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opinion on power supply design workshop

Discussion in 'Electronic Design' started by panfilero, Aug 13, 2013.

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  1. panfilero

    panfilero Guest

    I found this power supply design workshop on the web, I thought it sounded pretty good and am entertaining the idea of signing up for it. I've never attended a workshop like this before, and it is a bit pricey. I was wondering what people's thoughts are on workshops, or if this workshop sounds good? I'm fairly new (less than 5 years) to power supply design and want to learn more about it, I've designed a few, I'm familiar with the topologies, wrestle through compensation and magnetics design. A link to the workshop is below. thanks

    http://www.ridleyengineering.com/workshops.html
     
  2. Joerg

    Joerg Guest

    AFAICT Ridley has a good reputation and that's a fairly normal price for
    a four-day hands-on seminar. I wouldn't really need it because I've done
    so many power converters that they come out of my ears by now. But if
    you are fairly new to this stuff it could be worthwhile. What is very
    important is to find out what and how much background is needed for this
    course and to make sure you have that. Possibly they require a solid
    background in control theory. Your five years in the game sound good but
    if in doubt, ask them.

    Never seen a photo of Ray with such a short haircut. And he got older
    .... <looking into mirror> ... Oh!
     
  3. Ray Ridley would be a great hands on teacher.
    Hey Joerg, IMHO you need this workshop!
    Harry
     
  4. Joerg

    Joerg Guest


    I like the "design and build" parts in that seminar, especially about
    transformers. Nothing lets you appreciate magnetics as much as when you
    have built the first one with your own hands.


    Did I screw up somewhere? Or is it because of a really good brewsky they
    have in Atlanta?
     
  5. miso

    miso Guest

    If you are using off the shelf controllers, I'm not so sure this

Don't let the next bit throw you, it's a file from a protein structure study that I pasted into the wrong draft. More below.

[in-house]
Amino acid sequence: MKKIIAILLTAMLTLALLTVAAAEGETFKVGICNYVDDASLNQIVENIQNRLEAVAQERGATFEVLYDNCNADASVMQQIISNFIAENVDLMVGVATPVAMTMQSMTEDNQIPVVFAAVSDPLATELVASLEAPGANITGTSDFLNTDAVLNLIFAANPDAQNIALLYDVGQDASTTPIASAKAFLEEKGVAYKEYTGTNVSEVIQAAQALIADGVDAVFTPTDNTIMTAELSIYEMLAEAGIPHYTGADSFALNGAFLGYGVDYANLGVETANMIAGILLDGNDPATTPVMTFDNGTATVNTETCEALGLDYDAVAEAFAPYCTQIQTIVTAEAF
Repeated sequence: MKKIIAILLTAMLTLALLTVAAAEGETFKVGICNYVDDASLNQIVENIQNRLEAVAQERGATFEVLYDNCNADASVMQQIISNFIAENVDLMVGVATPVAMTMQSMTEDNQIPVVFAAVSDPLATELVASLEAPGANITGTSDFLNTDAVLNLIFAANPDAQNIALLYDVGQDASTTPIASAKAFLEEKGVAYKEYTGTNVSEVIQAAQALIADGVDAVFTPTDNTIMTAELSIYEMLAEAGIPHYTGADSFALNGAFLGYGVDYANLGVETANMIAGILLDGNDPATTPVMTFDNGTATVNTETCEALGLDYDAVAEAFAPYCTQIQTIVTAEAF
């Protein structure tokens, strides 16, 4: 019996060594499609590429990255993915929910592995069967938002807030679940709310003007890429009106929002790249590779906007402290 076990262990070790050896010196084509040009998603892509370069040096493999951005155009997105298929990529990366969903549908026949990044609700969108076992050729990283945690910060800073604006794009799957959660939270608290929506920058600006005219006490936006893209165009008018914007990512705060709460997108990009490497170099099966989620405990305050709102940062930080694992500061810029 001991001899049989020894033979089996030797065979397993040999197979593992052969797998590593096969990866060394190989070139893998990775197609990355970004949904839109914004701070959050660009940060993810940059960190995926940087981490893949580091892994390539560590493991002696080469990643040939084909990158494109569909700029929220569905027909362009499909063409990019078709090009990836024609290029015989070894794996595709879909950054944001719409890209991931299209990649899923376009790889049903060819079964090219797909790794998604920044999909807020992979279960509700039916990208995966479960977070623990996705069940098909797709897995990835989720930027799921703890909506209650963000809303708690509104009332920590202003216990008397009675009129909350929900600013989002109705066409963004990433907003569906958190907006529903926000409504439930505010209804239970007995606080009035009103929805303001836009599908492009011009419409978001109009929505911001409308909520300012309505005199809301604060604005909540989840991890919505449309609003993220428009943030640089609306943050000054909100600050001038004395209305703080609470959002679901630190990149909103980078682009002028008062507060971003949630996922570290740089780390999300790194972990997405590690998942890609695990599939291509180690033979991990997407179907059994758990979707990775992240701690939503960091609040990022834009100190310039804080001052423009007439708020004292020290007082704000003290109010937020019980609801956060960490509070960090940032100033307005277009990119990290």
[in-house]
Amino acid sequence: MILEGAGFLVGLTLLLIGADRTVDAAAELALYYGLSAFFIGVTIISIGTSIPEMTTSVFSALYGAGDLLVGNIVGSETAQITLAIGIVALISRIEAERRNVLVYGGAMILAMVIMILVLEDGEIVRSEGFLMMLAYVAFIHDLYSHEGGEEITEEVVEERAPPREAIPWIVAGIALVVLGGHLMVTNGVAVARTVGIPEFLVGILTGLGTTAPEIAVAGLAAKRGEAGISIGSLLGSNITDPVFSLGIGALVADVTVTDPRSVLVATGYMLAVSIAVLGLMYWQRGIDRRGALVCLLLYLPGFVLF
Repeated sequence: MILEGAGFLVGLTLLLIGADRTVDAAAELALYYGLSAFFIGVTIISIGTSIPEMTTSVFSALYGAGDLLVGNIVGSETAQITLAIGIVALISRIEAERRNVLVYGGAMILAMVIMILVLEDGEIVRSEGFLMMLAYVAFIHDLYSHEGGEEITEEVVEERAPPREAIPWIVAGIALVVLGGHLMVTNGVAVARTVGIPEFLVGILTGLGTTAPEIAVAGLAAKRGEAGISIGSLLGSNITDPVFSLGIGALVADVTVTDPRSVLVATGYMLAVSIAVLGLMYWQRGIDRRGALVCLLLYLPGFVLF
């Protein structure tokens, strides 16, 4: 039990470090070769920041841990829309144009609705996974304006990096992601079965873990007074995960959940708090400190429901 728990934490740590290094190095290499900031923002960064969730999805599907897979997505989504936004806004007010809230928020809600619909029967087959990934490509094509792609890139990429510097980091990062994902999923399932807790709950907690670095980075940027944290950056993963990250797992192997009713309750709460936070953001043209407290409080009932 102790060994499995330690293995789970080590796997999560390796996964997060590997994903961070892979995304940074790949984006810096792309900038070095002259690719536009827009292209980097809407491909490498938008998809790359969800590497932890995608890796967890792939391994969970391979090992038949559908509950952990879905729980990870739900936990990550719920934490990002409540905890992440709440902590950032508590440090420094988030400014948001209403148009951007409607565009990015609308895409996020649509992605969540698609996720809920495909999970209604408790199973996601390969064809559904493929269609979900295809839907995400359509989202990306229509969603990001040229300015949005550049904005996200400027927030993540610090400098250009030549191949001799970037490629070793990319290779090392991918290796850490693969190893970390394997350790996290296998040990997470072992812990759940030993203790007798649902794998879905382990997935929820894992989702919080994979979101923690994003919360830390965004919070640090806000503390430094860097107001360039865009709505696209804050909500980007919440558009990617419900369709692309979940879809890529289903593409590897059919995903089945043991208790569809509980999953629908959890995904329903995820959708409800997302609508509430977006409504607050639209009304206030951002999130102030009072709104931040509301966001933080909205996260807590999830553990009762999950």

workshop is really needed. If you are rolling your own switchers, well
    you shouldn't be.
     
  6. panfilero

    panfilero Guest

    Thanks for the advice, it sounds really good, one concern I have is that it's tied too much to their design software they sell, I'd hate to spend 4 days learning how to use a software package to design magnetics or power supplies, I really do like the hands on aspect of it
     
  7. RobertMacy

    RobertMacy Guest


    Check out LTspice. It's free, educational, and has lots of support people.
     
  8. Joerg

    Joerg Guest


    Off-the-shelf controllers teach you nothing about the magnetics,
    intracacies of capacitors, things like that. Heck, they don't even tell
    you how an LC post-filter somewhere down the line can cause the whole
    chebang to go berserk. If someone isn't very familiar with all that
    (usually via blood, sweat and tears) such a workshop can be very worthwhile.

    Almost anyone who has ever designed under super-tight budget for
    consumer gear will know otherwise. One of my early cases was when a new
    client had a working design but Maxim could not furnish production
    quantities of their MAX770. No surprise there. Since there wasn't any
    competing part with similar performance and price I ripped it all out,
    designed my own discrete solution, with current mode control and all,
    and that is still in production.
     
  9. miso

    miso Guest

    Uh, because eval boards are designed to provide good working circuits.
    Yes, a novel idea.

    You do realize a chip all by its lonesome is way more reliable than